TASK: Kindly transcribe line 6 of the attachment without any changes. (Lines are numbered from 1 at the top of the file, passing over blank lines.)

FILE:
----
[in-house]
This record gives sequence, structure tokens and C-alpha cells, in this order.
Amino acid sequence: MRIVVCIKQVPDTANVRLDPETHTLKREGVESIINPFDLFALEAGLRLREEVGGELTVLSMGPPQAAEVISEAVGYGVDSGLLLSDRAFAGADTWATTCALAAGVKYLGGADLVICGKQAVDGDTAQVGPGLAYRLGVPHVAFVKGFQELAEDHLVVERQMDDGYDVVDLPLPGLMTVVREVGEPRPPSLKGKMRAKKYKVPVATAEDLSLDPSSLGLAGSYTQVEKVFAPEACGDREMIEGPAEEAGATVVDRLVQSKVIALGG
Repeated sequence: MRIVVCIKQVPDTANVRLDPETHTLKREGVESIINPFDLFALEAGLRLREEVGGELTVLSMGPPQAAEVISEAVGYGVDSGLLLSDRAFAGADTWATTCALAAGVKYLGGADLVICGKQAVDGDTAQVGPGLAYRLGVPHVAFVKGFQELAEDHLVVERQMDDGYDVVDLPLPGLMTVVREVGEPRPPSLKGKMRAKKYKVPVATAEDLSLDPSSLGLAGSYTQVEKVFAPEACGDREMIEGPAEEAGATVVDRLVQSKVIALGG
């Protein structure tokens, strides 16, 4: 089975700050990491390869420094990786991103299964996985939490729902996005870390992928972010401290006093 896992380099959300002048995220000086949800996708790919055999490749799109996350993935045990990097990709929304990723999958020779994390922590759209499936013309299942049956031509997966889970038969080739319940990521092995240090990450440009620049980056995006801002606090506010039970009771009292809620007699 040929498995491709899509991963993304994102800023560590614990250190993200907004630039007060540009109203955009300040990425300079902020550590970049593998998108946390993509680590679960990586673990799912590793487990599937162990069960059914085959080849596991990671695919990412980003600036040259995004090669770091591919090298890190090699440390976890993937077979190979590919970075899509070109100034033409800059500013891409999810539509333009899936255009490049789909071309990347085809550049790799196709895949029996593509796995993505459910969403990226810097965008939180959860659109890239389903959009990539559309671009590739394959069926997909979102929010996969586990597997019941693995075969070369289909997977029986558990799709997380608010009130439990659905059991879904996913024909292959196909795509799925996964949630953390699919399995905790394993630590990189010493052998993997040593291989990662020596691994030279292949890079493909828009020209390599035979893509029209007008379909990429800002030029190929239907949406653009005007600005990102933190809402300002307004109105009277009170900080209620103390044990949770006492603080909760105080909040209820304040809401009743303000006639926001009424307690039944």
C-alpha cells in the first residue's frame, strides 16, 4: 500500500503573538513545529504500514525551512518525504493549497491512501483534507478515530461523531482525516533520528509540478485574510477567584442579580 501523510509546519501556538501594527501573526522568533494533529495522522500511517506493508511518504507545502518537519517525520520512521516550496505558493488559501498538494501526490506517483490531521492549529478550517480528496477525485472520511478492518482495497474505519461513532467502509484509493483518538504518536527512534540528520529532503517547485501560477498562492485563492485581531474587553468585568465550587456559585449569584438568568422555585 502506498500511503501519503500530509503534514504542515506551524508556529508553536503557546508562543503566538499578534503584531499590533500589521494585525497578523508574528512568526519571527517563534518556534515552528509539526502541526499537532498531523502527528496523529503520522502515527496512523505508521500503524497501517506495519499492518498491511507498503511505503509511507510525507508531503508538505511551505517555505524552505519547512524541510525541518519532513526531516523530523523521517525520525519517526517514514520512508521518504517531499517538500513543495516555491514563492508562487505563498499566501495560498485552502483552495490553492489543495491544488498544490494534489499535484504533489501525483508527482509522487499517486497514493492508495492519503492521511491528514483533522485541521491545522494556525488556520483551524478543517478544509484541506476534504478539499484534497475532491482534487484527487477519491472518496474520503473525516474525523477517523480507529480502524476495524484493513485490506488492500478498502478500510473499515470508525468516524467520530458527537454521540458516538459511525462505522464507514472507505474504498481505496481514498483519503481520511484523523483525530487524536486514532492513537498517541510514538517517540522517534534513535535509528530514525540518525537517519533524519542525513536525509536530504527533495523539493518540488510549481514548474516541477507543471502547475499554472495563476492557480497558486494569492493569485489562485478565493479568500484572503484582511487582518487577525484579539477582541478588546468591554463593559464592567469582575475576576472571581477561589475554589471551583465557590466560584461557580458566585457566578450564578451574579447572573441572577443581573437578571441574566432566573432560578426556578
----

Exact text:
C-alpha cells in the first residue's frame, strides 16, 4: 500500500503573538513545529504500514525551512518525504493549497491512501483534507478515530461523531482525516533520528509540478485574510477567584442579580 501523510509546519501556538501594527501573526522568533494533529495522522500511517506493508511518504507545502518537519517525520520512521516550496505558493488559501498538494501526490506517483490531521492549529478550517480528496477525485472520511478492518482495497474505519461513532467502509484509493483518538504518536527512534540528520529532503517547485501560477498562492485563492485581531474587553468585568465550587456559585449569584438568568422555585 502506498500511503501519503500530509503534514504542515506551524508556529508553536503557546508562543503566538499578534503584531499590533500589521494585525497578523508574528512568526519571527517563534518556534515552528509539526502541526499537532498531523502527528496523529503520522502515527496512523505508521500503524497501517506495519499492518498491511507498503511505503509511507510525507508531503508538505511551505517555505524552505519547512524541510525541518519532513526531516523530523523521517525520525519517526517514514520512508521518504517531499517538500513543495516555491514563492508562487505563498499566501495560498485552502483552495490553492489543495491544488498544490494534489499535484504533489501525483508527482509522487499517486497514493492508495492519503492521511491528514483533522485541521491545522494556525488556520483551524478543517478544509484541506476534504478539499484534497475532491482534487484527487477519491472518496474520503473525516474525523477517523480507529480502524476495524484493513485490506488492500478498502478500510473499515470508525468516524467520530458527537454521540458516538459511525462505522464507514472507505474504498481505496481514498483519503481520511484523523483525530487524536486514532492513537498517541510514538517517540522517534534513535535509528530514525540518525537517519533524519542525513536525509536530504527533495523539493518540488510549481514548474516541477507543471502547475499554472495563476492557480497558486494569492493569485489562485478565493479568500484572503484582511487582518487577525484579539477582541478588546468591554463593559464592567469582575475576576472571581477561589475554589471551583465557590466560584461557580458566585457566578450564578451574579447572573441572577443581573437578571441574566432566573432560578426556578